immediately after the observation window has been customized or at your leisure. If you
choose to code behaviors at a later time. Close the Project by closing the Event Recorder. At
a future date you may re-open this Project in order to start coding.
3) OBSERVING AND CODING BEHAVIOURS
Open the OBSERVER VIDEO ANALYSIS Program by clicking on the Video Analysis
icon.
•
Click on File.
•
Select Open.
•
Select Project
Select the Project that you have configured. The Video analysis program will then set up the
screen that you have customized previously.
A) Initializing
Enter the name of the media file that you are about to code and set up the specifics of the
subject (s) whose behaviors you are about to code.
•
Click on File.
•
Select Open.
•
•
Select Media file
Click the green GO button
Go
1.
Select a file name. Each subject will have its own file name, so it is best to name the file
in a way that will tell you which Project the subject belongs to, and something that
describes the animals place in the Project. For example, in a plus maze study, a good file
name would be pm01 indicating that the subject was the first subject coded in a plus
maze study.
2.
Title and volume name are parameters which identify the subject more clearly. You can,
if you wish, leave these fields blank.
3.
You can also select or change the media file you wish to observe at this stage. If you
have already selected a media file as described above, this file name will also appear in
this field. The select media file option can be tricky. It will often revert to files already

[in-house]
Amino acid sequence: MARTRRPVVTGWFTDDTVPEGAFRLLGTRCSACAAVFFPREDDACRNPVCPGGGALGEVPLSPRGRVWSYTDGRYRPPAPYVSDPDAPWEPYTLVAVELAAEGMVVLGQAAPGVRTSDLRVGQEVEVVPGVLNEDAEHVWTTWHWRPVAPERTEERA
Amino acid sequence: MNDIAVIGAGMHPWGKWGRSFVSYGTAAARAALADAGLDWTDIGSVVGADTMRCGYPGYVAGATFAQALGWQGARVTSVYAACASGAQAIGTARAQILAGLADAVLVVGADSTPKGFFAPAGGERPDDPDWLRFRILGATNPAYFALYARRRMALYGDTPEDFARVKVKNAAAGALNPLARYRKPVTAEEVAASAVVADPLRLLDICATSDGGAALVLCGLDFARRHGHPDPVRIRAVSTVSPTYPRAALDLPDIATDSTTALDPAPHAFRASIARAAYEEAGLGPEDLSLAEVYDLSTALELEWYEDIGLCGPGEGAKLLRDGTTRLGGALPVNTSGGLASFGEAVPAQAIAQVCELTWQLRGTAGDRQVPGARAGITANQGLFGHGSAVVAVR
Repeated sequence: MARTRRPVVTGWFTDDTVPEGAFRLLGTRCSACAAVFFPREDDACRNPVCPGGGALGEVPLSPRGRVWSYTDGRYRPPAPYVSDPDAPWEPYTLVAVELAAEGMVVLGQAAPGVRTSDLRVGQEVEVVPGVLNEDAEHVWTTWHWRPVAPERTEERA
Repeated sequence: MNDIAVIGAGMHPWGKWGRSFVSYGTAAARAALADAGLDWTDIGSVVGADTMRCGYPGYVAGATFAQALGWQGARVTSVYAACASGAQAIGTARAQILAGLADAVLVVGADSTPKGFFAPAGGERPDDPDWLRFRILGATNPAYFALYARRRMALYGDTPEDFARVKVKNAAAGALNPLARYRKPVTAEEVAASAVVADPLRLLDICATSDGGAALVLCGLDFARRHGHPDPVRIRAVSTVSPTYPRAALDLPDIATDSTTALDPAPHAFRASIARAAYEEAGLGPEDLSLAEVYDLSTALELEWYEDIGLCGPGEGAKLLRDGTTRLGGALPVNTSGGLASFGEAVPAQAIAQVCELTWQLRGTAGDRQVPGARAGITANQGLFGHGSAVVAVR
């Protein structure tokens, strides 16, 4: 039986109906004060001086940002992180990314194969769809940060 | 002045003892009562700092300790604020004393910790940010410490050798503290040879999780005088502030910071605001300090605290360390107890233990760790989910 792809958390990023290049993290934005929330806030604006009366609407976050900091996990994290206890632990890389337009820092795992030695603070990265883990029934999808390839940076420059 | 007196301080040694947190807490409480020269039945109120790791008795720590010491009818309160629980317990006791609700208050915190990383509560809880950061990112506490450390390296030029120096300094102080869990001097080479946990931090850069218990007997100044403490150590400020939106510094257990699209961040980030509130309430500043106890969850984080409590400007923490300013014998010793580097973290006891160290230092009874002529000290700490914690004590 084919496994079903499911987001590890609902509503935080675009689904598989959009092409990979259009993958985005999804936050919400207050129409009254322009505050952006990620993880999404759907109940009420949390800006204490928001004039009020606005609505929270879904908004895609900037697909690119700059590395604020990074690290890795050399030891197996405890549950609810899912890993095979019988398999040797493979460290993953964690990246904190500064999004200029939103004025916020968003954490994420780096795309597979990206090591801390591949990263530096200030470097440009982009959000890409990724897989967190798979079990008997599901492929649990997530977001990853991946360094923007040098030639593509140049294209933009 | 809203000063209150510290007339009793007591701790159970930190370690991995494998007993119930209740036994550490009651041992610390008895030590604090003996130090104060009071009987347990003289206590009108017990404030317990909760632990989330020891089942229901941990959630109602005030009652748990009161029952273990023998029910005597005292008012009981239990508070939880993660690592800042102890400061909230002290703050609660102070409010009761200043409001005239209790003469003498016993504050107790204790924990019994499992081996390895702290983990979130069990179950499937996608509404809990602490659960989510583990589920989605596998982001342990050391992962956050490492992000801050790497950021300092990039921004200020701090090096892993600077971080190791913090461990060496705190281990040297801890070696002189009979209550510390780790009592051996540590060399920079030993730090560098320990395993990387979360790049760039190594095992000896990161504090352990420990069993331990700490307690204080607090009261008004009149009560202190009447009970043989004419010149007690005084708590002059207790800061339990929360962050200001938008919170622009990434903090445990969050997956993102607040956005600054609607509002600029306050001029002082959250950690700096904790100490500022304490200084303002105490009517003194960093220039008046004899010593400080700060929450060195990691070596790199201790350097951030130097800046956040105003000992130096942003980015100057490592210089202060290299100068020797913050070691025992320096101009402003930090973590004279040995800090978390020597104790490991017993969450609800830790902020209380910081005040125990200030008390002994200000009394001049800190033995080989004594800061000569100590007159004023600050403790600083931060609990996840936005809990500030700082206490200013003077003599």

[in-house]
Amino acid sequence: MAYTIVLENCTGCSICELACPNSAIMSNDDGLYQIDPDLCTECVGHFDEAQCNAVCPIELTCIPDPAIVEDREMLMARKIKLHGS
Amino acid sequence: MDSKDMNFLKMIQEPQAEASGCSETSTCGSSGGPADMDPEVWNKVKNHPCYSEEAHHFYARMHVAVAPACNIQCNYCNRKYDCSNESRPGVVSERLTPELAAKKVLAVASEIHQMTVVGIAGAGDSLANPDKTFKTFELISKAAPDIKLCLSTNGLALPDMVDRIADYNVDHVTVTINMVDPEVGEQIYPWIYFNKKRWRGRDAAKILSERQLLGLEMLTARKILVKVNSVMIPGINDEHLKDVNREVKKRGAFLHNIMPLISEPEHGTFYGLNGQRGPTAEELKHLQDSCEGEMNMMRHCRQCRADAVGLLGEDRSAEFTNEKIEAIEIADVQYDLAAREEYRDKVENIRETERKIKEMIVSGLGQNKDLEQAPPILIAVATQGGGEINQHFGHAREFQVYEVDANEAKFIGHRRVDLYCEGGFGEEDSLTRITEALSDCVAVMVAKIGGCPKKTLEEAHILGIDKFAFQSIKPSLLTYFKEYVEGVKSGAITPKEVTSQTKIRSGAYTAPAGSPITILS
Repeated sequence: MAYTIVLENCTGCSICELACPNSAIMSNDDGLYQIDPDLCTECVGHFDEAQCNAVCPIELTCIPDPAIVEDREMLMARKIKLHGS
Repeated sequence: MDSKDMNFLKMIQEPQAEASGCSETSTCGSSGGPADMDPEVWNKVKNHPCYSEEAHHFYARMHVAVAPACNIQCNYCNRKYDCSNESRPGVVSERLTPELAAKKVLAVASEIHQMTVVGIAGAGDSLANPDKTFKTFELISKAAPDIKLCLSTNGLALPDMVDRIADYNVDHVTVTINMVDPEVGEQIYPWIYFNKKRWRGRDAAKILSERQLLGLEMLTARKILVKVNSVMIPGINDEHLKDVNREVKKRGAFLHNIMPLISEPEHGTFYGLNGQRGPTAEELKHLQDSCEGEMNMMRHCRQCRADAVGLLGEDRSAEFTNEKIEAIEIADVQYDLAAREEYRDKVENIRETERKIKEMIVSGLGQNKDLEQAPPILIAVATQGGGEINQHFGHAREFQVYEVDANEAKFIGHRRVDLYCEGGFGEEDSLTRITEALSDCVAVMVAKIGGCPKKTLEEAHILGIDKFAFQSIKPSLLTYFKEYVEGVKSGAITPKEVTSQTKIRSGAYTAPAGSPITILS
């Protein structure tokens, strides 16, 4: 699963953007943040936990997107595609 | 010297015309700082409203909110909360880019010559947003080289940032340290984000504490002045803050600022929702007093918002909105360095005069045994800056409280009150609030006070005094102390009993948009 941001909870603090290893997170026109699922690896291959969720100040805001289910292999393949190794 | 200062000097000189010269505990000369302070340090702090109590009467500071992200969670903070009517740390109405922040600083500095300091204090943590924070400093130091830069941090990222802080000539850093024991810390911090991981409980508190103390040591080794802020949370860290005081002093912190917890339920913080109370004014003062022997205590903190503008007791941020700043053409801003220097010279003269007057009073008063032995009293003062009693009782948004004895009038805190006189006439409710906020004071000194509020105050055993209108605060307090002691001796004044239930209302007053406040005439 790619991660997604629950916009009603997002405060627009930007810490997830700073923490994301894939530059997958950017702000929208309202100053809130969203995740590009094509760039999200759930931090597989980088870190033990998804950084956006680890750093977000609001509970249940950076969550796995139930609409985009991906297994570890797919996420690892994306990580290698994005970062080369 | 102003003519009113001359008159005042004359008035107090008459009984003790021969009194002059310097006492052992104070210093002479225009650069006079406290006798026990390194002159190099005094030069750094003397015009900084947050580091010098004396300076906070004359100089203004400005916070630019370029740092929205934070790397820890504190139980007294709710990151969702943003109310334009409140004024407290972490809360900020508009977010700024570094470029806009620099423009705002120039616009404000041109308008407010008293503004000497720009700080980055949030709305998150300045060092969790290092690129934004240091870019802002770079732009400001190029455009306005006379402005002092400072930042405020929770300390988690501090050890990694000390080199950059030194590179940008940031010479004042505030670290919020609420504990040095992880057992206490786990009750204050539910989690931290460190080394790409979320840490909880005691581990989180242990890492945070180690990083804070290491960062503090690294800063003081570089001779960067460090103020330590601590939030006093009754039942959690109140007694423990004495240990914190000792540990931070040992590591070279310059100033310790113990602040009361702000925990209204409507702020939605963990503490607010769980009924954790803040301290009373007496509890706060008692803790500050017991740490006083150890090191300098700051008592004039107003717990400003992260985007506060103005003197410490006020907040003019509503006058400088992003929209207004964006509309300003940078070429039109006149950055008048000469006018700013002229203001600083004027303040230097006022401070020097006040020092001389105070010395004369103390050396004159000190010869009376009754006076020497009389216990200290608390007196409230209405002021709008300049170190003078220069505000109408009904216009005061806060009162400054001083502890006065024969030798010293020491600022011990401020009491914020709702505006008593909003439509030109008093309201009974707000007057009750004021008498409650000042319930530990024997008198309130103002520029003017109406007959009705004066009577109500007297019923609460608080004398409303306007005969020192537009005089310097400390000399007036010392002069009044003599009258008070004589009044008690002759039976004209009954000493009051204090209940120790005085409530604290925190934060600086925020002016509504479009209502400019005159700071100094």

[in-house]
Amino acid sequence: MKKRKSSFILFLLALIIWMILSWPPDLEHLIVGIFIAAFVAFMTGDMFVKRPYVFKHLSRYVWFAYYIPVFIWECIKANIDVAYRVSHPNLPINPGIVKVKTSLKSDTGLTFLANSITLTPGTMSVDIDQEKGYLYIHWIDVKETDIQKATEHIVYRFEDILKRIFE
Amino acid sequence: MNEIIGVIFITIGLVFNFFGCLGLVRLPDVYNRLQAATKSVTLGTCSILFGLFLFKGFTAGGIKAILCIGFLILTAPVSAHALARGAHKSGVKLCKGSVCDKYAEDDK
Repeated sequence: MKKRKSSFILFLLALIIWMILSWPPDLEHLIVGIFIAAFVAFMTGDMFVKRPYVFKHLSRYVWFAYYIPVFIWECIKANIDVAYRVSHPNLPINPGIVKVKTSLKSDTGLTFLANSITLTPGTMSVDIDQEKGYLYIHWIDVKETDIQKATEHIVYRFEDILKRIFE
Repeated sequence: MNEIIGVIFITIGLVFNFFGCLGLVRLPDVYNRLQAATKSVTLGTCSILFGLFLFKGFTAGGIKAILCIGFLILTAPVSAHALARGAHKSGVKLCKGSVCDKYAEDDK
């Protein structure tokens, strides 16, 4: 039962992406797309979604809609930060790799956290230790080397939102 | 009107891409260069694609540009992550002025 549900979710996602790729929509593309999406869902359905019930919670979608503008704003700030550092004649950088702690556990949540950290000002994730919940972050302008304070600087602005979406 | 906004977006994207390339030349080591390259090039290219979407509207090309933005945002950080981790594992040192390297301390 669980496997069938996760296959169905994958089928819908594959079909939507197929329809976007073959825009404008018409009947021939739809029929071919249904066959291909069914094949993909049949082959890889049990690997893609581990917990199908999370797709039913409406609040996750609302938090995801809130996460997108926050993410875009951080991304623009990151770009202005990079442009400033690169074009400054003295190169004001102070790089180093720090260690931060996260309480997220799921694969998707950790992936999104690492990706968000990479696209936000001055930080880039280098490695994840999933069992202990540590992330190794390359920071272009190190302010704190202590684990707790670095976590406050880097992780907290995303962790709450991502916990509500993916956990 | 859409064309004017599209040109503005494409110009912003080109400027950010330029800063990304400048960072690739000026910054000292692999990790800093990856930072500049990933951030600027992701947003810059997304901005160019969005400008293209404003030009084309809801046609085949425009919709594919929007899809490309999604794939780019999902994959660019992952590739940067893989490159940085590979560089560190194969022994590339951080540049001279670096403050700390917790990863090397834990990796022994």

used. Because of this, it is suggested that your file be selected at the beginning rather than
at this stage. If the program makes you reselect a media file, the above information will
be lost..
4.
Score existing video.
•
Click OK
Enter the INDEPENDENT VARIABLES identifying the particular subject.
Select the variables that accurately describe your subject. The variables will be the same as
those you created in the project manager. If needed, you can also type in new variables.
•
Click OK
Once you click ok, a new dialog box will be displayed which asks you to position your media
file. The phrase “position your media file” means you should cue video track to the point
where you want it to start observing. There are two ways to do this. If you know the time
when your observation begins, you can use the find time function. The digitized video time
frame can be found as the current time in the Timers Window.
Find Time Function
If you do not know the video frame number then you will need to use the video controls to
position your media files in a way similar to using your VCR.
1) To use “find time” function.
•
Select Edit, then choose video time to position your media file.
•
Enter the desired start time. Click on find. Your media file will now be positioned
at the time selected.
•
Click on Close.
•
You can now click on OK in the media position dialog box.
2) To use the video controls to position your media file.
This method is more cumbersome then the find video time method described above. The
video control panel works much like a VCR. You have functions such as play, fast forward
and rewind to use. You can use these controls to find your ideal starting position.
• When you have found the start position, click on the stop button.
•
You can now click on OK in the media position dialog box.
B) Coding
When you click on OK, another dialog box will appear. This one will ask you to “Initialize
Channels.” Click on the behavioral codes that represents the defaults of the animal being
observed. In this example stretching and center have already been defined as default
behaviors. If you haven’t defined default behaviors when defining the Project (see above)
then you must do so here. Behavioral codes have their own box. If the animal is stretching,